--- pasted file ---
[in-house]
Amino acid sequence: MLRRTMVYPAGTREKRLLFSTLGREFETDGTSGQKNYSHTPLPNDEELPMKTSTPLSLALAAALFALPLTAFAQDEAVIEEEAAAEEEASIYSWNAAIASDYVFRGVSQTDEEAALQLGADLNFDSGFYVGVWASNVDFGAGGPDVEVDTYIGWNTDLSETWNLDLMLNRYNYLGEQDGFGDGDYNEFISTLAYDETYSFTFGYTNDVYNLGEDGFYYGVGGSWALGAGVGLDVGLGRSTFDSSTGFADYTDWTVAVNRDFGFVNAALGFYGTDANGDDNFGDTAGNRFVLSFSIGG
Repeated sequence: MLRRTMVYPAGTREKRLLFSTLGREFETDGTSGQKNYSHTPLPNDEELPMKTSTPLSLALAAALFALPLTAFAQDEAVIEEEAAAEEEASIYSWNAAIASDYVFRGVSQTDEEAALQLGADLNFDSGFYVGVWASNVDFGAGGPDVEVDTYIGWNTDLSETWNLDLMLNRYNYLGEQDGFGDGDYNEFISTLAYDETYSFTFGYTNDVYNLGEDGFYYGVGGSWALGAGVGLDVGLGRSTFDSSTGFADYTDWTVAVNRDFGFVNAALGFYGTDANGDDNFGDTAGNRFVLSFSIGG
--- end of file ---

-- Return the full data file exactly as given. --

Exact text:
[in-house]
Amino acid sequence: MLRRTMVYPAGTREKRLLFSTLGREFETDGTSGQKNYSHTPLPNDEELPMKTSTPLSLALAAALFALPLTAFAQDEAVIEEEAAAEEEASIYSWNAAIASDYVFRGVSQTDEEAALQLGADLNFDSGFYVGVWASNVDFGAGGPDVEVDTYIGWNTDLSETWNLDLMLNRYNYLGEQDGFGDGDYNEFISTLAYDETYSFTFGYTNDVYNLGEDGFYYGVGGSWALGAGVGLDVGLGRSTFDSSTGFADYTDWTVAVNRDFGFVNAALGFYGTDANGDDNFGDTAGNRFVLSFSIGG
Repeated sequence: MLRRTMVYPAGTREKRLLFSTLGREFETDGTSGQKNYSHTPLPNDEELPMKTSTPLSLALAAALFALPLTAFAQDEAVIEEEAAAEEEASIYSWNAAIASDYVFRGVSQTDEEAALQLGADLNFDSGFYVGVWASNVDFGAGGPDVEVDTYIGWNTDLSETWNLDLMLNRYNYLGEQDGFGDGDYNEFISTLAYDETYSFTFGYTNDVYNLGEDGFYYGVGGSWALGAGVGLDVGLGRSTFDSSTGFADYTDWTVAVNRDFGFVNAALGFYGTDANGDDNFGDTAGNRFVLSFSIGG